DO AMERICAN OWNERS UNDERSTAND THE EPL LANDSCAPE?

Do American Owners Understand the EPL Landscape?
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by Ken Pendleton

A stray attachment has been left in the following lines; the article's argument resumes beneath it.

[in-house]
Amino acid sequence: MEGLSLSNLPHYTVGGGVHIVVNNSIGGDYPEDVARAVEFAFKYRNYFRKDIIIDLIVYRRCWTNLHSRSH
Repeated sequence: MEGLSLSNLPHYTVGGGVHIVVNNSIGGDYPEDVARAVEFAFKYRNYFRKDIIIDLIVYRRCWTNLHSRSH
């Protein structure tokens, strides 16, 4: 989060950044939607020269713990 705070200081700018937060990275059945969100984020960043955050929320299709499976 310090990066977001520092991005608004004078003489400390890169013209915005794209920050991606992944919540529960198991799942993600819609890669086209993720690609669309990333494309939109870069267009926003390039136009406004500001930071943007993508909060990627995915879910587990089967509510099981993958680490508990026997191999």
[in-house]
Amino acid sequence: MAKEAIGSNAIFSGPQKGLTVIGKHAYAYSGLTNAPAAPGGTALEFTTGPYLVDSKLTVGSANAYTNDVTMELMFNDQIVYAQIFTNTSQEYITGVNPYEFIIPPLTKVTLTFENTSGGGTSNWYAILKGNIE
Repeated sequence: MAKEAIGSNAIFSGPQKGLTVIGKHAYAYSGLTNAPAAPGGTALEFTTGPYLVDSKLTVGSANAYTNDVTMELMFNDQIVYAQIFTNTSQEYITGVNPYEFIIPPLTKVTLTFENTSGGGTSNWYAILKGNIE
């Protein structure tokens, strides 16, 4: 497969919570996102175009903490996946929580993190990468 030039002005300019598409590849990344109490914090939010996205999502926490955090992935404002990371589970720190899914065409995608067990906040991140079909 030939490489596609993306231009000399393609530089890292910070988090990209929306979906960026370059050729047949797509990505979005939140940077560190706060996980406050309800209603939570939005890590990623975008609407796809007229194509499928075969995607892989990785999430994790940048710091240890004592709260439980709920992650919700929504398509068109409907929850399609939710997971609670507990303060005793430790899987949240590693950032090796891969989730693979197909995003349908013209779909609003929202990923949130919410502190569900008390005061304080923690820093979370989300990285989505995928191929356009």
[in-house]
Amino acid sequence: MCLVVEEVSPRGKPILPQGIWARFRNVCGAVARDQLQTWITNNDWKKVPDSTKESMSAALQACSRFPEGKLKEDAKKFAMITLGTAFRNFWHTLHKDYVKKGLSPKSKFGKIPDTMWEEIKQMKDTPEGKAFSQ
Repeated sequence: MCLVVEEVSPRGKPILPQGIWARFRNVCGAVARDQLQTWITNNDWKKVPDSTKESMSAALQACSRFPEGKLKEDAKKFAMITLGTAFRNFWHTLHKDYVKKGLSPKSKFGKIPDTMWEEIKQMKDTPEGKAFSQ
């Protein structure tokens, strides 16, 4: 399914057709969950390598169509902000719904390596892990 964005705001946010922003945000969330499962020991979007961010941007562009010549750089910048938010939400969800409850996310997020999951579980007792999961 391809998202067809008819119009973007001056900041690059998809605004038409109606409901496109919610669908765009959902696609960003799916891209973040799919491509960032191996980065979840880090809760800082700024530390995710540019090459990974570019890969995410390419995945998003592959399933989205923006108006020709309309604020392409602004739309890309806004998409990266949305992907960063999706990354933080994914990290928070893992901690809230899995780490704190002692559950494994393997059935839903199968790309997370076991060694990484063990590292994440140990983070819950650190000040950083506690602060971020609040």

Jacksonville Jaguars’ owner Shad Khan recently became the 6th American to purchase a controlling interest in an English Premier League (EPL) soccer club by acquiring Fulham in a deal thought to be worth between $250 and $300 million. NFL owners have acquired a controlling interest in fabled clubs (Arsenal, Manchester United, and Liverpool), a middling-size one (Aston Villa), and now an even smaller one. Fulham have never won a major trophy since being established in 1879. The sixth club, Sunderland, is owned by Ellis Short, who emassed a reported two billion working in private equity. NFL owners are not the only billionaires who have invested in the EPL. 12 of the 20 teams are owned by foreigners. Most notably, a Russian oligarch (Roman Abramovich) and an Arab sheik (Sheikh Mansur) have poured hundreds of millions of dollars into Chelsea and Manchester City, transforming the two clubs into European powers. But the huge losses both have wracked up suggest that their motives have more to do with the dizzy glory of winning trophies than good business. Owning soccer clubs has rarely proved to be profitable. Before he died a decade ago, former FIAT and Juventus Turin president Gianni Agnelli put matters even more bluntly: “If it’s a business, then it’s a losing business.” Agnelli and his wealthy fraternity assumed a controlling interest in clubs out of vanity or civic pride or as a hobby or just because it was a lot more fun than making widgets. Big soccer clubs were always run differently than teams in the major American sports: the point of generating revenue was to buy the players to win more trophies rather than to buy players and win titles to make bigger profits. A lot has changed since Agnelli’s death. Clubs are now run like sophisticated corporations and the major international soccer leagues generate huge TV rights, both domestically and abroad. The EPL’s most recent domestic contract, which takes effect next month, is worth more than $4.6M, a 75% increase on the prior one. And the increasing value of foreign rights is highlighted by NBC’s recent $250M acquisition of rights for the next three seasons, which is more than triple what Fox previously paid. In sum, sales of rights have inflated total TV revenues to an estimated $8.31B over the next three years. Throw in the huge money that comes with participating the Champions League, other domestic competitions, such as the FA Cup, and the global marketing and merchandising possibilities and you can understand how the EPL has lured so many American owners. They realize that EPL has vast global growth potential—far more than any other domestic soccer league and eventually maybe even more than the NFL—despite the fact that commercials are not shown during matches. But these huge investments do not come without risks. The most obvious of these is relegation. Manchester United, Arsenal, and Liverpool are almost certainly safe (though United were demoted for one season in 1974). Aston Villa and Sunderland flirted with the ‘drop’ last season. And, although Fulham has enjoyed being in the top flight the past 13 seasons, most of their history has been spent toiling in the lower divisions. One assumes that Kahn and his brethren at Villa and Sunderland have planned for this contingency, but Leicester City, Bradford City, Crystal Palace, Wimbledon, and most notably Leeds, which used to be a very big club, suffered insolvency (bankruptcy) after being demoted. Some conspiracy theorists have suggested that relegation (and consequently promotion) might be abolished. But the political fallout makes this more or less inconceivable. The reaction of fans, especially in England but also around the world, would be hostile to the point where they would take collective political action or even resort to violence. The next huge problem club owners face is the fact that they must compete in a global market. In fact, the amount of increases in player salaries has more or less kept up with the increases in revenue generated. EPL owners have recently taken steps to control their own spending and the governing body of European soccer, UEFA, has adopted a policy called Financial Fair Play, which is supposed to compel clubs to ‘live within their means’. But, so far at least, there is little evidence that these policies are slowing spending. There is never going to be a salary cap to strictly control costs, like there is in the NFL, and players figure to continue to enjoy relatively unrestricted freedom of movement (what Americans call free agency). American owners have never demonstrated an ability to live within their means when faced with the reality of free agency. That’s why they clung to the ‘reserve clause’, which allowed them to continue to retain rights to a player unless the team released him; tried to restrict free agency once the courts abolished the reserve clause in the 70s; and instituted salary caps and luxury taxes, of varying degrees of strictness. Finally, at some point in their history all of the major American sports leagues have merged or entered into strict non-compete agreements with other leagues in order to curb labor costs. American owners are fond of touting the virtues of the free market, but the success of their businesses would not be possible without strict regulation and revenue sharing. As former Cleveland Browns’ owner Art Modell once admitted, “We’re 28 Republicans who vote socialist.” And this gets to the heart of the challenge NFL owners face in the EPL: they will have to compete a largely unfettered marketplace and negotiate with stakeholders they are used to ignoring. The biggest cubs in England will always have to compete for players in a free market with each other as well as with the biggest clubs in Spain, Italy, and Germany. And the middling and smaller clubs will have to compete in an even more saturated, global market. The fact that the average club in the EPL is appreciably bigger than the average club in la Primera Liga, Serie A, or the Bundesliga, let alone the average clubs in smaller leagues, will not help hold down player costs. A club like Sunderland will not be competing for players with the average team in those leagues; they will be competing with the comparably sized teams in them. The other problem with competing in a free market is that the demand for talented players is always greater than the supply, and thus—given the lack of restrictions on player movement—there will always be bidding wars for the players on the right side of the bell curve. These realties explain why one EPL club, Portsmouth, actually had to file for insolvency even though, or precisely because, they were enjoying unprecedented success. Until the 1970s the owners of major American franchises did not have to negotiate seriously with other stakeholders unless there was a rival league. They did not have to work with governing bodies, like the English Football Association (FA), whose primary charge is to promote the best interest of English soccer at all levels. No equivalent body exists in the United States. They did not have to bargain with players over pay because of the reserve clause. Fans in the United States and Canada have never organized collectively. And they have never faced concerted political opposition at home or abroad. EPL club owners could face strong opposition from all of these groups. The FA may very well attempt to direct a larger share of the EPL’s revenues to the lower tiers and the youth system. The players’ agents and union, the Professional Footballers’ Association, will likely resist any attempt to impose cost controls. Supporters Groups are already organizing with the goal of lowering ticket prices. And the other major domestic leagues, as well as UEFA, and perhaps even FIFA, will not likely just stand by if the EPL becomes too big. They might, for example, pass regulations to distribute Champions League TV revenues more equitably. The NFL has been the most profitable league in sports history because owners, like Modell, were creative and open minded. So it would be foolish to dismiss their EPL investments as folly. And it is easy to see how they could come to the conclusion that the EPL could be a global NFL. But the structural challenges they now face could not be more different. They will never enjoy market exclusivity, be able to run their business with player cost certainty, or be largely free from having to negotiate with fans or other governing bodies. Their success will depend on their ability to adapt to an entirely different sporting culture.